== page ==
This is the Windows Server Update Services support team blog. We cover all things relating to WSUS and Windows Update.
Do you get the occasional OutOfMemoryException error when running reports in WSUS? Are you looking to customize the reporting capabilities. How about improving the overall performance of the reports? If you answered yes to any of these questions then take a look at these tips from Joe Tindale, a Support Escalation Engineer in our WSUS group:
Usually there are two kinds of reports people run: The default WSUS reports accessed from the WSUS MMC console and the reporting tools located in the API Samples and Tools:
The reporting tools are:
At times you may experience a problem with the reports mentioned above. The default reports created within WSUS are time and memory intensive and if a large number of clients are present on the WSUS server and detailed reports are chosen, the report may fail with an OutOfMemoryException. Our operations guide outlines this problem partly in the reporting section:
Important: Exporting a large report can be extremely time consuming. If you are planning to export your report, consider limiting the size of the report to 200 pages or fewer. You can use different filters to reduce the size of the report, or you can choose the tabular format rather than the detailed format to reduce the number of pages to export.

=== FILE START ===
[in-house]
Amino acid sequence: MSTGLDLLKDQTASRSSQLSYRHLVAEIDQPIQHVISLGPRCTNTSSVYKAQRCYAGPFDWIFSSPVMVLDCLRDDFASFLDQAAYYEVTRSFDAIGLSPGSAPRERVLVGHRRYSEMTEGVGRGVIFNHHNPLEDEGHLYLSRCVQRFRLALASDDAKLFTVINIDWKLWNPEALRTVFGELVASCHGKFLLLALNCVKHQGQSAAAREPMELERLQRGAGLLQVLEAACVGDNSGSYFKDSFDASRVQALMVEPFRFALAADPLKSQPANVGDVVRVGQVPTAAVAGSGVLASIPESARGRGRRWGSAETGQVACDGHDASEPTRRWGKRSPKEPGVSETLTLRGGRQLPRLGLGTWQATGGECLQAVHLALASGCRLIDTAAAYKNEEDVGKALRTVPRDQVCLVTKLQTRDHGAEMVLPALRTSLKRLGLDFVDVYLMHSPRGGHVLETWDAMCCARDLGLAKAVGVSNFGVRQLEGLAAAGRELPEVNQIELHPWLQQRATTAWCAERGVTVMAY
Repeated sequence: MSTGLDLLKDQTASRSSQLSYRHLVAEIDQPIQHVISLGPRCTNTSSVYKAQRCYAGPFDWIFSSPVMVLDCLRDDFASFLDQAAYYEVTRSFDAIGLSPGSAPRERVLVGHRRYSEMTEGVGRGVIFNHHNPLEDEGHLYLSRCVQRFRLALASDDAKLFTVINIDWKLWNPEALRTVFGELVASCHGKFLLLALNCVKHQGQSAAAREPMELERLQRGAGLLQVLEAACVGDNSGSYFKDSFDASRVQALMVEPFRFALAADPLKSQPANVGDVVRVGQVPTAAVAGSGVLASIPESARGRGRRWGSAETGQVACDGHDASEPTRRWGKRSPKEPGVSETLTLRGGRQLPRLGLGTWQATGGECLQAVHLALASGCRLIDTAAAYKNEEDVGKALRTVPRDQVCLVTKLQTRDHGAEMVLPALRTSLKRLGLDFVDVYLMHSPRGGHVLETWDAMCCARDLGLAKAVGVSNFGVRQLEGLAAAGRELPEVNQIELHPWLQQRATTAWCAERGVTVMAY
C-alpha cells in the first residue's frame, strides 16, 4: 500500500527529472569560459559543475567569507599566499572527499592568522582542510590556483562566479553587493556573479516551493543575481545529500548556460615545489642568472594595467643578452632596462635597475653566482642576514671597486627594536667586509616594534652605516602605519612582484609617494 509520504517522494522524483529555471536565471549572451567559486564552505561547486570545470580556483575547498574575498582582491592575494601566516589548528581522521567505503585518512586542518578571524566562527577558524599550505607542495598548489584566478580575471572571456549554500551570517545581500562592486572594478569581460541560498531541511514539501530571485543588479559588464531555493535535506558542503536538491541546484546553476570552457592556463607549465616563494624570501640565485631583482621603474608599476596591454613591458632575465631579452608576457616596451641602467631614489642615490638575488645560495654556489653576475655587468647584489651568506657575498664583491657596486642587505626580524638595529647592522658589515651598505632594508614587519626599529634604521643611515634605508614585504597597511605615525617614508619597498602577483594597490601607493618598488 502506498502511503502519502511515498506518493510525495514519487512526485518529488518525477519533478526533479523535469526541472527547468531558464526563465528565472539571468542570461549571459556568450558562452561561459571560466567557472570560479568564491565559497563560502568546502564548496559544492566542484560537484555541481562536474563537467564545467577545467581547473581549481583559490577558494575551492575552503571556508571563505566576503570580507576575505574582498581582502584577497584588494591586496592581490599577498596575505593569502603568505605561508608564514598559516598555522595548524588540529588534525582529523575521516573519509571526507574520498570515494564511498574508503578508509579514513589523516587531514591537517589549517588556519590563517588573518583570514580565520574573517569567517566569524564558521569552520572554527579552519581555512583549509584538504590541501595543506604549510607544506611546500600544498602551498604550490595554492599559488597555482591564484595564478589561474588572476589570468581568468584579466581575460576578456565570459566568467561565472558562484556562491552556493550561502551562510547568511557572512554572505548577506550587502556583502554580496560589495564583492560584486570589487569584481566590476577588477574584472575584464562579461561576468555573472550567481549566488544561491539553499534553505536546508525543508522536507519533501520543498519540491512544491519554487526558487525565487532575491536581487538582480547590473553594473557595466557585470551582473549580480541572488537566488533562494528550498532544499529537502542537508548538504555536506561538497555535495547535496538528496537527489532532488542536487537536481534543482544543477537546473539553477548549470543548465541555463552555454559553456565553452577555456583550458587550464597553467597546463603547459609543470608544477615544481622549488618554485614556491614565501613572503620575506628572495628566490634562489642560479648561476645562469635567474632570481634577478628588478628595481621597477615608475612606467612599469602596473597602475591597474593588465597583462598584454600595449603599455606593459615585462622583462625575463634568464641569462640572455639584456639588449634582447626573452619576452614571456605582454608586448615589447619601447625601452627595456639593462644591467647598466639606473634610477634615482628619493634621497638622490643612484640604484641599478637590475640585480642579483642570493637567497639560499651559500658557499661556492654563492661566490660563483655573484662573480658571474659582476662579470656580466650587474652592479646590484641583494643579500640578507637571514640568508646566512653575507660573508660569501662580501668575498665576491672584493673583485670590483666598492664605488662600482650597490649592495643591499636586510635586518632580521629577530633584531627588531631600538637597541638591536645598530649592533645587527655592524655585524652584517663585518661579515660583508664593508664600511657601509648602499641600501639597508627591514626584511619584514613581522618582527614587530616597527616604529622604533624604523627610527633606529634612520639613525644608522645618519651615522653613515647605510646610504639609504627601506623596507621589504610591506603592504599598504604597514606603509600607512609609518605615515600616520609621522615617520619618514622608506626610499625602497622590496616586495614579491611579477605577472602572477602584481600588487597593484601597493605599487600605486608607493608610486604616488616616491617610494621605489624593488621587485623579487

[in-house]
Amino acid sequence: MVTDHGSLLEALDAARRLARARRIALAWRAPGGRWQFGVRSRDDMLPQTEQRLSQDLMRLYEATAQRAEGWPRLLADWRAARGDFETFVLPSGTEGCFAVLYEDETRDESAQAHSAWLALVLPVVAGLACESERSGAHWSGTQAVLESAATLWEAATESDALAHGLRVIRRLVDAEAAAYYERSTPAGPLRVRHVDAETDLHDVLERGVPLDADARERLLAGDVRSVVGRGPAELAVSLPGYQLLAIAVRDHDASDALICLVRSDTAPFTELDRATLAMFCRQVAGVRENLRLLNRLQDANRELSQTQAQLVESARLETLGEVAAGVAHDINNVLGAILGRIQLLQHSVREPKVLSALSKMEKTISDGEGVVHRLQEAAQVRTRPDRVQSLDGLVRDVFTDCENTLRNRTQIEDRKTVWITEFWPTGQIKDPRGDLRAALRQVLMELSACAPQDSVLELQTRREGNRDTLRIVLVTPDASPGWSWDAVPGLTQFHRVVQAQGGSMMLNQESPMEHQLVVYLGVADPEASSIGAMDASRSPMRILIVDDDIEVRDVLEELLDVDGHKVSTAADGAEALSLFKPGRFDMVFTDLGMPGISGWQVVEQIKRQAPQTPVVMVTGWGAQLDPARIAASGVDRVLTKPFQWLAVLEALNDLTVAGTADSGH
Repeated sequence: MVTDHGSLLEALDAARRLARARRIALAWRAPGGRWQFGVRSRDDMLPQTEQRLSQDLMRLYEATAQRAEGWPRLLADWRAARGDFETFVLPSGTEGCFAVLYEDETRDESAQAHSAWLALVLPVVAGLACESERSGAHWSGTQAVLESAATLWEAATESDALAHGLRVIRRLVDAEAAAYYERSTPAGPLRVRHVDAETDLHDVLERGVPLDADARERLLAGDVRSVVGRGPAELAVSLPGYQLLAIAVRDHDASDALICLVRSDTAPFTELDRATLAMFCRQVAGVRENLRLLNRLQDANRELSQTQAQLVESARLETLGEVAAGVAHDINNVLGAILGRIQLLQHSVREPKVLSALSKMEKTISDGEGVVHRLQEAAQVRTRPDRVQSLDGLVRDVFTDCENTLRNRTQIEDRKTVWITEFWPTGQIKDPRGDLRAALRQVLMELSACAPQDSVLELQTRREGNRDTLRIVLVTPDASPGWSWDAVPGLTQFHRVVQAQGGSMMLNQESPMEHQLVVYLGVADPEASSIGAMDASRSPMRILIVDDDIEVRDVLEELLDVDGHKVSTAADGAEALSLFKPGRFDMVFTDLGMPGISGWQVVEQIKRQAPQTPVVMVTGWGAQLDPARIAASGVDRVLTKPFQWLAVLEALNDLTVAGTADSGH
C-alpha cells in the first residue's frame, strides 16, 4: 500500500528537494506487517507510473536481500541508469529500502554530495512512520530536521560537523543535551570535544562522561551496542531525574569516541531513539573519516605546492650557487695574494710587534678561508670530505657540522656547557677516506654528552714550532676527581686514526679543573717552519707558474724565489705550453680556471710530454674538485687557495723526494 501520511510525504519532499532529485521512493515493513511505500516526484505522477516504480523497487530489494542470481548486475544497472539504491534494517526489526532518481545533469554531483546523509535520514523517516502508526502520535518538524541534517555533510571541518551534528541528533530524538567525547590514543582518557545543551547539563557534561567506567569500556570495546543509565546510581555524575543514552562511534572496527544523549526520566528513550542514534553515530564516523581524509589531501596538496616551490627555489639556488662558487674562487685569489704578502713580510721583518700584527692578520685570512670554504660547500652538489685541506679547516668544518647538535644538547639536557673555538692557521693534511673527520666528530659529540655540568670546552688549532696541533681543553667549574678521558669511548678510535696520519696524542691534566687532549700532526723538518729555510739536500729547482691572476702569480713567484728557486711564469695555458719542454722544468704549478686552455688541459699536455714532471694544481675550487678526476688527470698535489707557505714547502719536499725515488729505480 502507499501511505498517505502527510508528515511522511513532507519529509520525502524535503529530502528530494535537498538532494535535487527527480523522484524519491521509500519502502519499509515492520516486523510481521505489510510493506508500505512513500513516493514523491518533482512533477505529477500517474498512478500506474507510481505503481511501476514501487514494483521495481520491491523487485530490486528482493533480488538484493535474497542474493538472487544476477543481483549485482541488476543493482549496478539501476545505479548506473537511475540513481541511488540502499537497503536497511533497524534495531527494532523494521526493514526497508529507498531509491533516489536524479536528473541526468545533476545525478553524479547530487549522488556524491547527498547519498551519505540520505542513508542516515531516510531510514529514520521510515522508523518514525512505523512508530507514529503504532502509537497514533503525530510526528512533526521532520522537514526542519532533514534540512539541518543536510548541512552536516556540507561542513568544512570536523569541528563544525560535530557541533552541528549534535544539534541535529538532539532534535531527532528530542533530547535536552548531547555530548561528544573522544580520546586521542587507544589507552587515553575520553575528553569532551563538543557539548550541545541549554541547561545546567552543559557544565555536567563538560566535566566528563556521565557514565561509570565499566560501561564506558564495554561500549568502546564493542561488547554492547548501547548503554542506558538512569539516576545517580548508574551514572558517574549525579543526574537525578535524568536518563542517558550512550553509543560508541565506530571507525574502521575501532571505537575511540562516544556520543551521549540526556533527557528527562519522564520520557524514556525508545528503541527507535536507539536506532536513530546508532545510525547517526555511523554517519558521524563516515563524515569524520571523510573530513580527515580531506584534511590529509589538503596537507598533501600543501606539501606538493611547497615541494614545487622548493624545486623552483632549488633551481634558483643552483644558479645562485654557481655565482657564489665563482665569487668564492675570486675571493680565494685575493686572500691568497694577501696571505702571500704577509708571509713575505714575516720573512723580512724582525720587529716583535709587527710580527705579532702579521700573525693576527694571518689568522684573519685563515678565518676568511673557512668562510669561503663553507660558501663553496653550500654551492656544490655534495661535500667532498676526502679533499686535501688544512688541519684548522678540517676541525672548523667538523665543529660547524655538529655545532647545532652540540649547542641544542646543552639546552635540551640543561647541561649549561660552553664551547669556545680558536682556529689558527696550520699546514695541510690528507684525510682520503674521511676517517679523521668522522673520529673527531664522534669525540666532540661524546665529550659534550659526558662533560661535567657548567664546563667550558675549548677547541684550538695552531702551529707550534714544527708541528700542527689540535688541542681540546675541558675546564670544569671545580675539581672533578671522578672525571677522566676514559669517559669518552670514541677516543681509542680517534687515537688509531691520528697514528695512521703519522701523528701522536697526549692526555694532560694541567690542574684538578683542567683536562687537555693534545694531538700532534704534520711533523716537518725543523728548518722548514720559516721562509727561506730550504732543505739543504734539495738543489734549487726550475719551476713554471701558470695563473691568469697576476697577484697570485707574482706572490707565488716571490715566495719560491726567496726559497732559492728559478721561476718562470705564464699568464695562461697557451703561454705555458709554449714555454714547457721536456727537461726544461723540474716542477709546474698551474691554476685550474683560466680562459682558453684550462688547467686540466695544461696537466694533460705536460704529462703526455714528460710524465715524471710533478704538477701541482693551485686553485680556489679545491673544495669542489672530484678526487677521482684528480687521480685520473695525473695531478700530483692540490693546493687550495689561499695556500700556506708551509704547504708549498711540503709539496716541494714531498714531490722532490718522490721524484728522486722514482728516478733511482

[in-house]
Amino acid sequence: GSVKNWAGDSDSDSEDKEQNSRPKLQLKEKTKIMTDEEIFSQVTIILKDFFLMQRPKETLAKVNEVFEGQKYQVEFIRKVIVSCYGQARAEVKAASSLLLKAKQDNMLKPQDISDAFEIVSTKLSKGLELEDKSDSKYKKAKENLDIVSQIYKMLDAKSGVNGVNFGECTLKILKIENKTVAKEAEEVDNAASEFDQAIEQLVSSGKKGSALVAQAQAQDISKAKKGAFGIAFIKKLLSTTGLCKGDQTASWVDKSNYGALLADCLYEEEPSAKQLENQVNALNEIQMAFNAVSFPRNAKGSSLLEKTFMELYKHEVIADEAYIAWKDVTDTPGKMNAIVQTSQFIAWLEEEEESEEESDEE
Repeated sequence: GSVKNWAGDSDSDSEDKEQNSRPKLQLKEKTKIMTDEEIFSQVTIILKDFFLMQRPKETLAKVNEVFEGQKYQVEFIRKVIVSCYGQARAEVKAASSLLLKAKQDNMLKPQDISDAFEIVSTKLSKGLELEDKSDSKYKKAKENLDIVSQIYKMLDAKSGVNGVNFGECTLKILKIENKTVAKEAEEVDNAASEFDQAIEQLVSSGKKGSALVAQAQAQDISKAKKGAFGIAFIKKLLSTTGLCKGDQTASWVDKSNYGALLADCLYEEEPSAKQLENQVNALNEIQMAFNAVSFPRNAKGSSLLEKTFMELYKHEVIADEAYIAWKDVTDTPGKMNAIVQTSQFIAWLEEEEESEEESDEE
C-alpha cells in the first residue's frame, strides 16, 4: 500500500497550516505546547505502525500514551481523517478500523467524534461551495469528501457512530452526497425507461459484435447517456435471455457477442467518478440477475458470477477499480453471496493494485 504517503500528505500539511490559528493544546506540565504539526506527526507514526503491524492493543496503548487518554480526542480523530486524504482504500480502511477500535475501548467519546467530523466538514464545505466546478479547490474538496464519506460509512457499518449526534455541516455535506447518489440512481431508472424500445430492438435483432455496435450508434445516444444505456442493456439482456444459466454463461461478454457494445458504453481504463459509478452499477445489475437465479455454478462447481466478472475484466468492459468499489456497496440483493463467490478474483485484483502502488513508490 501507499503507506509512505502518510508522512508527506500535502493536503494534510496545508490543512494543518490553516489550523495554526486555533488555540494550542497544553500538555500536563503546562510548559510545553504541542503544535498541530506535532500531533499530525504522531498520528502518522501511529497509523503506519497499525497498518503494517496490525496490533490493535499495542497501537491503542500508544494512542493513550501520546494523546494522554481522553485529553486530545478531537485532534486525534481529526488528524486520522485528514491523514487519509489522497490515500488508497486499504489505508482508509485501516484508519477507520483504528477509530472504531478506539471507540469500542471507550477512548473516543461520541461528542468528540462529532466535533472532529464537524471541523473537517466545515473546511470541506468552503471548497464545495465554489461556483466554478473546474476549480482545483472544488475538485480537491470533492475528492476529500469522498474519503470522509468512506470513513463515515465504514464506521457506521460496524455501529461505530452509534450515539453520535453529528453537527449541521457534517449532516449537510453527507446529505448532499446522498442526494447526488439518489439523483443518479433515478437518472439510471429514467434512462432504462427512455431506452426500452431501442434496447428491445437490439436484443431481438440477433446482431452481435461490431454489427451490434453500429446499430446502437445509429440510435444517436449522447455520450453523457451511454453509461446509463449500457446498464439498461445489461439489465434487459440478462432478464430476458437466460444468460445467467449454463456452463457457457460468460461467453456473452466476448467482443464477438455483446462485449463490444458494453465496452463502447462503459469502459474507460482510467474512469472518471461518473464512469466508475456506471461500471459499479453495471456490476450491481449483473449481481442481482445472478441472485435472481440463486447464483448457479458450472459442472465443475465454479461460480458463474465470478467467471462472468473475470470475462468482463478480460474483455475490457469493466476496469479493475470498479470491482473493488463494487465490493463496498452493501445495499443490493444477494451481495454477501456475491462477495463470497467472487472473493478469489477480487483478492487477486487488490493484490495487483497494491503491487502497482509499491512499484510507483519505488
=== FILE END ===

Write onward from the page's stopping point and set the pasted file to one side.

The reporting tools in the API Samples and Tools utility can be very time consuming as well when dealing with a large number of clients and updates. Some of those tools use a For loop to get a computer object and then within that For loop there is a inner For loop to go through all the updates. It repeats that cycle for all computers so if you have 10,000 clients and 12,000 updates you can see that can take a while. The good thing about the tools is that the source code is given so they can be customized fairly easily.
A faster and more customizable solution is to use the SQL views we export in WSUS3: http://msdn.microsoft.com/en-us/library/bb410149(VS.85).aspx
These queries are much more efficient since we are querying the database directly and they can easily be customized. We have two sample queries given in the link above. You can easily modify these queries to fit your specific needs. For example, the following query was taken from the above link but then I changed the computers group to be "all computers" rather than "unassigned computers":
=========== USE SUSDB DECLARE @securityUpdates uniqueidentifier DECLARE @unassignedGroup uniqueidentifier DECLARE @allComputers uniqueidentifier SET @securityUpdates = '0FA1201D-4330-4FA8-8AE9-B877473B6441' SET @allComputers = 'a0a08746-4dbe-4a37-9adf-9e7652c0b421' SELECT u.UpdateId , u.DefaultTitle , usc.State , COUNT(*) FROM PUBLIC_VIEWS.vUpdate AS u INNER JOIN PUBLIC_VIEWS.vUpdateInstallationInfo AS usc ON u.UpdateId = usc.UpdateId WHERE usc.ComputerTargetId IN ( SELECT ComputerTargetId FROM PUBLIC_VIEWS.vComputerGroupMembership WHERE ComputerTargetGroupID = @allComputers) GROUP BY u.UpdateID, u.DefaultTitle, usc.State =========
Thanks Joe, and for more information on scripts and examples see:
Baseline compliance report, using public WSUS views
Finding machines not compliant with a specific security bulletin
J.C. Hornbeck | Manageability Knowledge Engineer
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